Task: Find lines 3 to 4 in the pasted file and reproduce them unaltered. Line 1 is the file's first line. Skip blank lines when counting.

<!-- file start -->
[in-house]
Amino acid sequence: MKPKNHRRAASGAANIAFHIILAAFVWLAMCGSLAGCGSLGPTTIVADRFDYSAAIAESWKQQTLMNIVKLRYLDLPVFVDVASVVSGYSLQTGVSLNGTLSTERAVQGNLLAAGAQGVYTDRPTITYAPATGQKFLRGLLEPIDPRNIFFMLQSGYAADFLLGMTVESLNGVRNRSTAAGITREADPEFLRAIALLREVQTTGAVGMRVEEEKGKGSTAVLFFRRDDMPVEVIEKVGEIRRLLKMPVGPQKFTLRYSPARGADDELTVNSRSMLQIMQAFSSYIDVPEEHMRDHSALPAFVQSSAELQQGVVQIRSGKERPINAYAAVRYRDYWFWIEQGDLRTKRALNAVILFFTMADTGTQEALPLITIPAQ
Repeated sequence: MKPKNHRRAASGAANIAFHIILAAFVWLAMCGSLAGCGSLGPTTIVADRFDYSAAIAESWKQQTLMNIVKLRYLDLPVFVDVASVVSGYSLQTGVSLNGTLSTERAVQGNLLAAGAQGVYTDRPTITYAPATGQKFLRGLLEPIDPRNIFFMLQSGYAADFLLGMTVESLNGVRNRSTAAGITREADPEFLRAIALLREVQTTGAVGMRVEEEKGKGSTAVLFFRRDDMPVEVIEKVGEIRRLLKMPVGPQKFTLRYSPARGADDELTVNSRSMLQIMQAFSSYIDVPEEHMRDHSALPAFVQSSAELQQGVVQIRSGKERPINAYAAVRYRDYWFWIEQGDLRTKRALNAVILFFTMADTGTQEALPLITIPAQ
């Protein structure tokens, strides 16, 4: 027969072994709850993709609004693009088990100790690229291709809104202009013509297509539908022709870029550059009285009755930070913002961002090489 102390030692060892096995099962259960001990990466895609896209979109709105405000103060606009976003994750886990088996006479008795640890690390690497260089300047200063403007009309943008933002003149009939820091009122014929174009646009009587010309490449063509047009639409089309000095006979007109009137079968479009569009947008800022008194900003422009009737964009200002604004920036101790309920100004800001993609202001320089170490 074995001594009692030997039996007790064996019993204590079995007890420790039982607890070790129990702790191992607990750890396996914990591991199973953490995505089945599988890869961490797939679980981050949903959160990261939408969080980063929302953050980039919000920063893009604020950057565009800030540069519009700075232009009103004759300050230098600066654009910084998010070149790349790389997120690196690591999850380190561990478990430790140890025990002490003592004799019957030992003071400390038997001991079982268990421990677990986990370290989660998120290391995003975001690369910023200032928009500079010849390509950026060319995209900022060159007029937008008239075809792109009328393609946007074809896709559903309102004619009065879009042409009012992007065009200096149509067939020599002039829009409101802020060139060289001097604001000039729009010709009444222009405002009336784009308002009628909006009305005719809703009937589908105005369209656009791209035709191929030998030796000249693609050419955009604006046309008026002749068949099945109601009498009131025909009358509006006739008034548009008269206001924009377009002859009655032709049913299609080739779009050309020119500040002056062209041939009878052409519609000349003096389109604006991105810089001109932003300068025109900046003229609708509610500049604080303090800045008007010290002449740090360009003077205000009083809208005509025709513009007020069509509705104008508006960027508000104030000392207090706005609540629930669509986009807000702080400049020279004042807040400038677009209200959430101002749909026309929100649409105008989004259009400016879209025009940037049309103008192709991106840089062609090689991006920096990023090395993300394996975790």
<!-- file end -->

Repeated sequence: MKPKNHRRAASGAANIAFHIILAAFVWLAMCGSLAGCGSLGPTTIVADRFDYSAAIAESWKQQTLMNIVKLRYLDLPVFVDVASVVSGYSLQTGVSLNGTLSTERAVQGNLLAAGAQGVYTDRPTITYAPATGQKFLRGLLEPIDPRNIFFMLQSGYAADFLLGMTVESLNGVRNRSTAAGITREADPEFLRAIALLREVQTTGAVGMRVEEEKGKGSTAVLFFRRDDMPVEVIEKVGEIRRLLKMPVGPQKFTLRYSPARGADDELTVNSRSMLQIMQAFSSYIDVPEEHMRDHSALPAFVQSSAELQQGVVQIRSGKERPINAYAAVRYRDYWFWIEQGDLRTKRALNAVILFFTMADTGTQEALPLITIPAQ
């Protein structure tokens, strides 16, 4: 027969072994709850993709609004693009088990100790690229291709809104202009013509297509539908022709870029550059009285009755930070913002961002090489 102390030692060892096995099962259960001990990466895609896209979109709105405000103060606009976003994750886990088996006479008795640890690390690497260089300047200063403007009309943008933002003149009939820091009122014929174009646009009587010309490449063509047009639409089309000095006979007109009137079968479009569009947008800022008194900003422009009737964009200002604004920036101790309920100004800001993609202001320089170490 074995001594009692030997039996007790064996019993204590079995007890420790039982607890070790129990702790191992607990750890396996914990591991199973953490995505089945599988890869961490797939679980981050949903959160990261939408969080980063929302953050980039919000920063893009604020950057565009800030540069519009700075232009009103004759300050230098600066654009910084998010070149790349790389997120690196690591999850380190561990478990430790140890025990002490003592004799019957030992003071400390038997001991079982268990421990677990986990370290989660998120290391995003975001690369910023200032928009500079010849390509950026060319995209900022060159007029937008008239075809792109009328393609946007074809896709559903309102004619009065879009042409009012992007065009200096149509067939020599002039829009409101802020060139060289001097604001000039729009010709009444222009405002009336784009308002009628909006009305005719809703009937589908105005369209656009791209035709191929030998030796000249693609050419955009604006046309008026002749068949099945109601009498009131025909009358509006006739008034548009008269206001924009377009002859009655032709049913299609080739779009050309020119500040002056062209041939009878052409519609000349003096389109604006991105810089001109932003300068025109900046003229609708509610500049604080303090800045008007010290002449740090360009003077205000009083809208005509025709513009007020069509509705104008508006960027508000104030000392207090706005609540629930669509986009807000702080400049020279004042807040400038677009209200959430101002749909026309929100649409105008989004259009400016879209025009940037049309103008192709991106840089062609090689991006920096990023090395993300394996975790």